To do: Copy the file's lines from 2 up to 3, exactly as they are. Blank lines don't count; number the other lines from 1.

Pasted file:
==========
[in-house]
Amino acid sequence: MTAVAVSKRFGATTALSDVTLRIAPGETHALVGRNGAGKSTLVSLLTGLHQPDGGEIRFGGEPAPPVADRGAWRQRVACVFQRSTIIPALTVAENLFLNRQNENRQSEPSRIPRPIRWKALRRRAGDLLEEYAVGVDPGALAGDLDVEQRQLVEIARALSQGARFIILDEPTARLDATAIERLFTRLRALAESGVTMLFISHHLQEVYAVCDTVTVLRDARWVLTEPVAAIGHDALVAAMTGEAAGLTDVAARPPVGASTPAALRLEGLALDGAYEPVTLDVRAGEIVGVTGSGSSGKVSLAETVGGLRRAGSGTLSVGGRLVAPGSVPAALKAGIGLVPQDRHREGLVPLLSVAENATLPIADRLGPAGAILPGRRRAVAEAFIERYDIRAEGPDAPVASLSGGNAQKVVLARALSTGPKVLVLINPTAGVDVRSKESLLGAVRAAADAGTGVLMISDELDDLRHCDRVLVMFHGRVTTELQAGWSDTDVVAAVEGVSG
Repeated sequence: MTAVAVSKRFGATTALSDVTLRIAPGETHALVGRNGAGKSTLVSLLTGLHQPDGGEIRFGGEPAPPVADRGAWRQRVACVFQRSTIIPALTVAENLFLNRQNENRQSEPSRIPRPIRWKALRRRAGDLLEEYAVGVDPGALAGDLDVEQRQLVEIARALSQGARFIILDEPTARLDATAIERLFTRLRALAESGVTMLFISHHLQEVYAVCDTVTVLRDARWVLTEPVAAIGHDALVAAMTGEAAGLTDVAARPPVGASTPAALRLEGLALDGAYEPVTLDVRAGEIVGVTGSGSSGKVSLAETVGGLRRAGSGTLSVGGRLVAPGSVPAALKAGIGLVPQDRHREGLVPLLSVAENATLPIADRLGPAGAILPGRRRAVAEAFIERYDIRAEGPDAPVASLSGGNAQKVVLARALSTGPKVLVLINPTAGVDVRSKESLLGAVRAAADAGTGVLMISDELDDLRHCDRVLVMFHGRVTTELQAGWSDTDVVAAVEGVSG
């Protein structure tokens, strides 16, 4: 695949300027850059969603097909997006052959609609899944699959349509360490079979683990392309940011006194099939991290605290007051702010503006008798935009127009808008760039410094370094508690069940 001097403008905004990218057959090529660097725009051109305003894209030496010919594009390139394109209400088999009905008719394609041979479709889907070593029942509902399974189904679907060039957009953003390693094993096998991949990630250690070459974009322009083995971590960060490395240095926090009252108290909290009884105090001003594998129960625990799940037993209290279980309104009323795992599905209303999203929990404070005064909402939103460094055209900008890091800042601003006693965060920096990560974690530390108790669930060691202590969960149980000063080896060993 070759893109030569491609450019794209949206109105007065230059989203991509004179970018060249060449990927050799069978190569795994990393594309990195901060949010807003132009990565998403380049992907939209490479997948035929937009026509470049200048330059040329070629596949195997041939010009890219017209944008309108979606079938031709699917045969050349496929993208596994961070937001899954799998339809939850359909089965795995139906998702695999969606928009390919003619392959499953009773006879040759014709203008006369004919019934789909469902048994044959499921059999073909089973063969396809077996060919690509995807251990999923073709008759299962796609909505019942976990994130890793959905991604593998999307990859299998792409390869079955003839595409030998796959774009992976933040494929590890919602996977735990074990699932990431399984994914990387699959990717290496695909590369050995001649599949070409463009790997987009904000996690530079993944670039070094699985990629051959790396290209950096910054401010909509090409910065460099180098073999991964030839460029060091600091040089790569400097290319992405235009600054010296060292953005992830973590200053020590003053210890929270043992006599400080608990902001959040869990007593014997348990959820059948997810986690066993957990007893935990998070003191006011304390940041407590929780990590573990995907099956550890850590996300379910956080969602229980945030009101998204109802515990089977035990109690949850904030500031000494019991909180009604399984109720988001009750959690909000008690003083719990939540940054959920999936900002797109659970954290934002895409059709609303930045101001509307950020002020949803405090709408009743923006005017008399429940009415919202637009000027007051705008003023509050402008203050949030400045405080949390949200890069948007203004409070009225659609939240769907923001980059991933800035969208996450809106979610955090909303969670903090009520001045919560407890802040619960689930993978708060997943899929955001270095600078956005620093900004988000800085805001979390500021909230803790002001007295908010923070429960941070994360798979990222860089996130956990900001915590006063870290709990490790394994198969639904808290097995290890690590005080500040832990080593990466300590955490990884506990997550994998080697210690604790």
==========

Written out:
Amino acid sequence: MTAVAVSKRFGATTALSDVTLRIAPGETHALVGRNGAGKSTLVSLLTGLHQPDGGEIRFGGEPAPPVADRGAWRQRVACVFQRSTIIPALTVAENLFLNRQNENRQSEPSRIPRPIRWKALRRRAGDLLEEYAVGVDPGALAGDLDVEQRQLVEIARALSQGARFIILDEPTARLDATAIERLFTRLRALAESGVTMLFISHHLQEVYAVCDTVTVLRDARWVLTEPVAAIGHDALVAAMTGEAAGLTDVAARPPVGASTPAALRLEGLALDGAYEPVTLDVRAGEIVGVTGSGSSGKVSLAETVGGLRRAGSGTLSVGGRLVAPGSVPAALKAGIGLVPQDRHREGLVPLLSVAENATLPIADRLGPAGAILPGRRRAVAEAFIERYDIRAEGPDAPVASLSGGNAQKVVLARALSTGPKVLVLINPTAGVDVRSKESLLGAVRAAADAGTGVLMISDELDDLRHCDRVLVMFHGRVTTELQAGWSDTDVVAAVEGVSG
Repeated sequence: MTAVAVSKRFGATTALSDVTLRIAPGETHALVGRNGAGKSTLVSLLTGLHQPDGGEIRFGGEPAPPVADRGAWRQRVACVFQRSTIIPALTVAENLFLNRQNENRQSEPSRIPRPIRWKALRRRAGDLLEEYAVGVDPGALAGDLDVEQRQLVEIARALSQGARFIILDEPTARLDATAIERLFTRLRALAESGVTMLFISHHLQEVYAVCDTVTVLRDARWVLTEPVAAIGHDALVAAMTGEAAGLTDVAARPPVGASTPAALRLEGLALDGAYEPVTLDVRAGEIVGVTGSGSSGKVSLAETVGGLRRAGSGTLSVGGRLVAPGSVPAALKAGIGLVPQDRHREGLVPLLSVAENATLPIADRLGPAGAILPGRRRAVAEAFIERYDIRAEGPDAPVASLSGGNAQKVVLARALSTGPKVLVLINPTAGVDVRSKESLLGAVRAAADAGTGVLMISDELDDLRHCDRVLVMFHGRVTTELQAGWSDTDVVAAVEGVSG